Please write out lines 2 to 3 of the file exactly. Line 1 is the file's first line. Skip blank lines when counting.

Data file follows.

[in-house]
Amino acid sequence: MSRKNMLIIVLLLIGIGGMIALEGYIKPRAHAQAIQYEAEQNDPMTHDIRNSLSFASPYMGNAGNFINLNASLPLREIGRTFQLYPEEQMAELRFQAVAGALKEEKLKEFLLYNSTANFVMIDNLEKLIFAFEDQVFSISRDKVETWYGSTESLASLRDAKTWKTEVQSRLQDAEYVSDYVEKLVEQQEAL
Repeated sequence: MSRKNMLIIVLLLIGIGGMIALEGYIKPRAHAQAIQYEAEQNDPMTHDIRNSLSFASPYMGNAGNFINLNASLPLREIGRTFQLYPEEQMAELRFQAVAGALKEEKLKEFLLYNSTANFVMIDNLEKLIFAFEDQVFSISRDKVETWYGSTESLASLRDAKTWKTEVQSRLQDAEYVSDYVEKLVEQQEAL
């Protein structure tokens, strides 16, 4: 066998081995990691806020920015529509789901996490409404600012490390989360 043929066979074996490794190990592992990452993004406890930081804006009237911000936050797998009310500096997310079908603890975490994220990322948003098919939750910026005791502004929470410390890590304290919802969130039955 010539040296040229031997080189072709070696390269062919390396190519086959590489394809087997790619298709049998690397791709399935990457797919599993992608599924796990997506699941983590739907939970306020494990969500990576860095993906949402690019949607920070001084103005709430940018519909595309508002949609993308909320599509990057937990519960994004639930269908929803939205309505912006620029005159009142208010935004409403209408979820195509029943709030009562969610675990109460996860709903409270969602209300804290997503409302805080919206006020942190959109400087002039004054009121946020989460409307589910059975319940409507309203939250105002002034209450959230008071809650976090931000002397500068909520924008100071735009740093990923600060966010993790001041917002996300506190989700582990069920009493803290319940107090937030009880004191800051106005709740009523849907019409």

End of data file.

Amino acid sequence: MSRKNMLIIVLLLIGIGGMIALEGYIKPRAHAQAIQYEAEQNDPMTHDIRNSLSFASPYMGNAGNFINLNASLPLREIGRTFQLYPEEQMAELRFQAVAGALKEEKLKEFLLYNSTANFVMIDNLEKLIFAFEDQVFSISRDKVETWYGSTESLASLRDAKTWKTEVQSRLQDAEYVSDYVEKLVEQQEAL
Repeated sequence: MSRKNMLIIVLLLIGIGGMIALEGYIKPRAHAQAIQYEAEQNDPMTHDIRNSLSFASPYMGNAGNFINLNASLPLREIGRTFQLYPEEQMAELRFQAVAGALKEEKLKEFLLYNSTANFVMIDNLEKLIFAFEDQVFSISRDKVETWYGSTESLASLRDAKTWKTEVQSRLQDAEYVSDYVEKLVEQQEAL